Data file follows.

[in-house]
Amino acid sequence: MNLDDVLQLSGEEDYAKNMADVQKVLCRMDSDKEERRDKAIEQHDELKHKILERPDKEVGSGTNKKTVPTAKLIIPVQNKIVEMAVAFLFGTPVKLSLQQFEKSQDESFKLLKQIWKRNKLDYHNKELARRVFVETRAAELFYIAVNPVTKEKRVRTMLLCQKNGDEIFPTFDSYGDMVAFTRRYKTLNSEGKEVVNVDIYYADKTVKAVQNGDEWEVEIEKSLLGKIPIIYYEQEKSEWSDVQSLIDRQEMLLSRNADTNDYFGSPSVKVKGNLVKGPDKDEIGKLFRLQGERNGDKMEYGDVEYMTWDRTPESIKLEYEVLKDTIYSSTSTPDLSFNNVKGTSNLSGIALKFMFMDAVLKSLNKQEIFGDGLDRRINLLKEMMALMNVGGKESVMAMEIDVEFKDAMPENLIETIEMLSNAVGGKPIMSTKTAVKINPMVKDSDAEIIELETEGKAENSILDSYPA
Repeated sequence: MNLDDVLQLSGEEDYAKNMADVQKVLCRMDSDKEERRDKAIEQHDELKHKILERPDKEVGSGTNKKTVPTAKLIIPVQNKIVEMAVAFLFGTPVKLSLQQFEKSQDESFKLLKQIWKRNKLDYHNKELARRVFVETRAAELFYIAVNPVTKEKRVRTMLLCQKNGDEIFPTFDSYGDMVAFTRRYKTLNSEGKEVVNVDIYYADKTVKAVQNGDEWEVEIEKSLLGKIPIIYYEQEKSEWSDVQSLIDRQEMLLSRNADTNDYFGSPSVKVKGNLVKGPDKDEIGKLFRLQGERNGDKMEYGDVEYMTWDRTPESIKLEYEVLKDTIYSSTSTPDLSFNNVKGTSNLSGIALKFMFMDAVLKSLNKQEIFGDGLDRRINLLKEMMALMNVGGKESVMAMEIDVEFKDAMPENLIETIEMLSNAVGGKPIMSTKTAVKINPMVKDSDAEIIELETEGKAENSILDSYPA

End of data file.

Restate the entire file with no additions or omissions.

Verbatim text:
[in-house]
Amino acid sequence: MNLDDVLQLSGEEDYAKNMADVQKVLCRMDSDKEERRDKAIEQHDELKHKILERPDKEVGSGTNKKTVPTAKLIIPVQNKIVEMAVAFLFGTPVKLSLQQFEKSQDESFKLLKQIWKRNKLDYHNKELARRVFVETRAAELFYIAVNPVTKEKRVRTMLLCQKNGDEIFPTFDSYGDMVAFTRRYKTLNSEGKEVVNVDIYYADKTVKAVQNGDEWEVEIEKSLLGKIPIIYYEQEKSEWSDVQSLIDRQEMLLSRNADTNDYFGSPSVKVKGNLVKGPDKDEIGKLFRLQGERNGDKMEYGDVEYMTWDRTPESIKLEYEVLKDTIYSSTSTPDLSFNNVKGTSNLSGIALKFMFMDAVLKSLNKQEIFGDGLDRRINLLKEMMALMNVGGKESVMAMEIDVEFKDAMPENLIETIEMLSNAVGGKPIMSTKTAVKINPMVKDSDAEIIELETEGKAENSILDSYPA
Repeated sequence: MNLDDVLQLSGEEDYAKNMADVQKVLCRMDSDKEERRDKAIEQHDELKHKILERPDKEVGSGTNKKTVPTAKLIIPVQNKIVEMAVAFLFGTPVKLSLQQFEKSQDESFKLLKQIWKRNKLDYHNKELARRVFVETRAAELFYIAVNPVTKEKRVRTMLLCQKNGDEIFPTFDSYGDMVAFTRRYKTLNSEGKEVVNVDIYYADKTVKAVQNGDEWEVEIEKSLLGKIPIIYYEQEKSEWSDVQSLIDRQEMLLSRNADTNDYFGSPSVKVKGNLVKGPDKDEIGKLFRLQGERNGDKMEYGDVEYMTWDRTPESIKLEYEVLKDTIYSSTSTPDLSFNNVKGTSNLSGIALKFMFMDAVLKSLNKQEIFGDGLDRRINLLKEMMALMNVGGKESVMAMEIDVEFKDAMPENLIETIEMLSNAVGGKPIMSTKTAVKINPMVKDSDAEIIELETEGKAENSILDSYPA